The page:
Oh rock, my sorrow
Performance by Sarah H. Paulson

SUNDAY, November 27, 2022 / 1pm-3pm
Audience may arrive and depart anytime throughout the 2-hour performance.
Brattleboro Museum & Art Center (Brattleboro, VT)

Improvised music by:
Travis Laplante (saxophone)
Eduardo Leandro (percussion)
Charles Overton (harp)

Performers: Jessica Batten, Megan Buchanan, Sandy Hong, Sarah H. Paulson
Handkerchiefs dyed with earth-based pigment by: Katherine West
Costume assistance: Patricia Burleson, Linda Fitzgerald

Sarah H. Paulson

About the dyed handkerchiefs: "The colors in this process came from hand-collected rocks, soil, clay, and rust from rivers, mountains, stream beds, and roadsides. Also gathered by hand were the colors from lichens, oak galls, butternut, and black walnut. Each pigment was honorably gathered with care and respect. The experience of gathering is intimate and asks the gatherer to be in conversation and relationship with the earth."
-Katherine West

Oh rock, my sorrow is a performance about relationship and interconnectivity.

Rocks have always been steadfast friends to me. I regard them as living, breathing natural lifeforms, a constant source of beauty and wonder. They are of the Earth, no matter where they are. They are witnesses of time, of history, and of humanity’s relationship to the great rock that the Earth is.

Many of us collect rocks, wear rocks, make art from rocks, and more. They are like touchstones to the depth of life beneath and around us. Consciously or unconsciously, they remind us of our implicit connection to the Earth.

Recently, I opened a closet in my home and discovered a large box full of rocks I had collected from places all over the world. Some came from Egypt, Turkey, Morocco, Italy, my backyard, the Jersey shore, Maine, Arizona, Florida, walks in the woods, and beyond. Some rocks had been purchased at rock conventions. Some were given to me by friends as a symbol of our friendship. Many originated from places I cannot recall. As I opened the box, I was flooded with a combination of elation and grief. What magnificence! And yet, how could I have hoarded so many organic works of art, far more exquisite than any art I could have created myself? How could something so primal end up in a domestic closet like a forgotten bin of toys no longer interesting to a growing child?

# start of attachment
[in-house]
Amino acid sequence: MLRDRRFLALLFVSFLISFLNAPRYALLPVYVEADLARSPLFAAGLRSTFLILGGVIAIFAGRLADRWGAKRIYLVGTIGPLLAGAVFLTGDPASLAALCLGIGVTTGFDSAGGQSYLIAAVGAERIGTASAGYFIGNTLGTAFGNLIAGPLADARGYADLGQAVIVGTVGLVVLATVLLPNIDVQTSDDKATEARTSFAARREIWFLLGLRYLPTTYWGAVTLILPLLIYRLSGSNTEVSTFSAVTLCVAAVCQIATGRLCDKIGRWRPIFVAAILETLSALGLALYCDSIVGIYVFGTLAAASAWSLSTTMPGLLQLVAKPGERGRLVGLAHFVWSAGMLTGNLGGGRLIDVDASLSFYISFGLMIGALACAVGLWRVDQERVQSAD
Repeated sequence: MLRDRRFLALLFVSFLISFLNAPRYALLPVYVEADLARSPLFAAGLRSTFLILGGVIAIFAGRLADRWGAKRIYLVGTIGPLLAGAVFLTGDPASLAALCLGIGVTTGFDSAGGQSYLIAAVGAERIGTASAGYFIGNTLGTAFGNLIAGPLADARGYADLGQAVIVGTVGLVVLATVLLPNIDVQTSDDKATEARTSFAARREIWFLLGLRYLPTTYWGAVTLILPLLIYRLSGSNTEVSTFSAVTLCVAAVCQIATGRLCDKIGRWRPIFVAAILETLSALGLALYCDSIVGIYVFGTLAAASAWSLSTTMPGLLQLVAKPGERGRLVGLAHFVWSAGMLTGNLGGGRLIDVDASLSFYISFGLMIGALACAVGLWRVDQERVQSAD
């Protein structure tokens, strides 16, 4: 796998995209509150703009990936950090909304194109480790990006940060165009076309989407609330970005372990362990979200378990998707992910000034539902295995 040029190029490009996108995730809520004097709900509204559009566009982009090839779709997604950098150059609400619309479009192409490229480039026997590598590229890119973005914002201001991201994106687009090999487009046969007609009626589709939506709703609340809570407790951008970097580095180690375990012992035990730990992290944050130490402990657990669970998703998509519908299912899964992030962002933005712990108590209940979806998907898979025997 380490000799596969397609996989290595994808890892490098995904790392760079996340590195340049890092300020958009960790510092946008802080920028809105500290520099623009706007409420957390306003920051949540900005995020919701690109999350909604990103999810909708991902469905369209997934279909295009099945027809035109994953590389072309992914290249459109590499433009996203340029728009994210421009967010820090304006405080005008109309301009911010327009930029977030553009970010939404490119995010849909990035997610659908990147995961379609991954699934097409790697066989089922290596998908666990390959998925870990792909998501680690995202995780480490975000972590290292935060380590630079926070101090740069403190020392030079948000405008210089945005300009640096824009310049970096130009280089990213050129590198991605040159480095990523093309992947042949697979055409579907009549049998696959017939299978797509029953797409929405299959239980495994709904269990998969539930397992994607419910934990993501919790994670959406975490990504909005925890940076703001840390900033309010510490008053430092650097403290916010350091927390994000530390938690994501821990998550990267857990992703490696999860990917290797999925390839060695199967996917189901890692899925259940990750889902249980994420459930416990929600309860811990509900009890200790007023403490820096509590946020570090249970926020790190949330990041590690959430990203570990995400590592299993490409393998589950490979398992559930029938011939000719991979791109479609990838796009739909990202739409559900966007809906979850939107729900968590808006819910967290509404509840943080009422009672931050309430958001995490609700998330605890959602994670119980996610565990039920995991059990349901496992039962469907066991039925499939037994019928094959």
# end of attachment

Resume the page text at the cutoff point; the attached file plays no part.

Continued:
When Megan Buchanan first told me about her project, REGENERATIONS: Reckoning with Radioactivity*, she spoke the words, “What have we done?” She spoke from a deeply personal place and with overflowing feeling. The sound of her voice resounded within me, and I have stayed close to such grief and reflection as this performance has taken shape.

Oh rock, my sorrow is both an I’m sorry and a thank you:
I’m sorry for forgetting the Earth, for stealing her generous riches.
Thank you to the Earth for the constancy of life, of majesty, and of friendship.

Throughout the performance, rocks from my collection are given into the hands and hearts of those present. As gifts from the earth, they are passed back into the world. They are wrapped in silk handkerchiefs dyed with natural pigment. Each handkerchief is a human symbol of tears and sorrow, or a gesture of farewell. The silk is then wrapped around the rock, like an embrace. Each rock, wrapped like a present, is a welcome into the possibility of a more connected sense of relationship.

Symbolizing the pressure required for transformation, the performers counterbalance and engage the force within one another, alternating between stillness and movement. The three musicians, all of whom have a close musical relationship and friendship, improvise with one another, contributing yet another layer of intercommunication.

Renate Aller’s photographs both house the performance and expand the performance space. Her photographs evoke a sense of reverence and awe in the face of such vast natural expanse. Oh rock, my sorrow seeks to honor these photographic and mysterious windows, at the same time as interacting with them through movement and sound.

Oh rock, my sorrow is gesture more than it is performance. It is an act of personal intimacy, intended to touch upon the universal.

-Sarah H. Paulson

*Megan Buchanan invited Sarah H. Paulson to perform Oh rock, my sorrow as part of Buchanan’s Performance Residency Series at the Brattleboro Museum and Art Center. The Residency Series will culminate with Megan Buchanan’s second iteration of REGENERATIONS: Reckoning with Radioactivity, an interdisciplinary performance project of poetry, dance, projection, and live music that focuses on the spent radioactive fuel, radioactive water, and soil left behind by Vermont Yankee in Vernon, Vermont; explores some of the impacts of nuclear energy throughout the world; and includes expressions of grief and love for the earth. 
Megan Buchanan's performances will take place on Friday, January 27, and Saturday, January 28, at 6 p.m.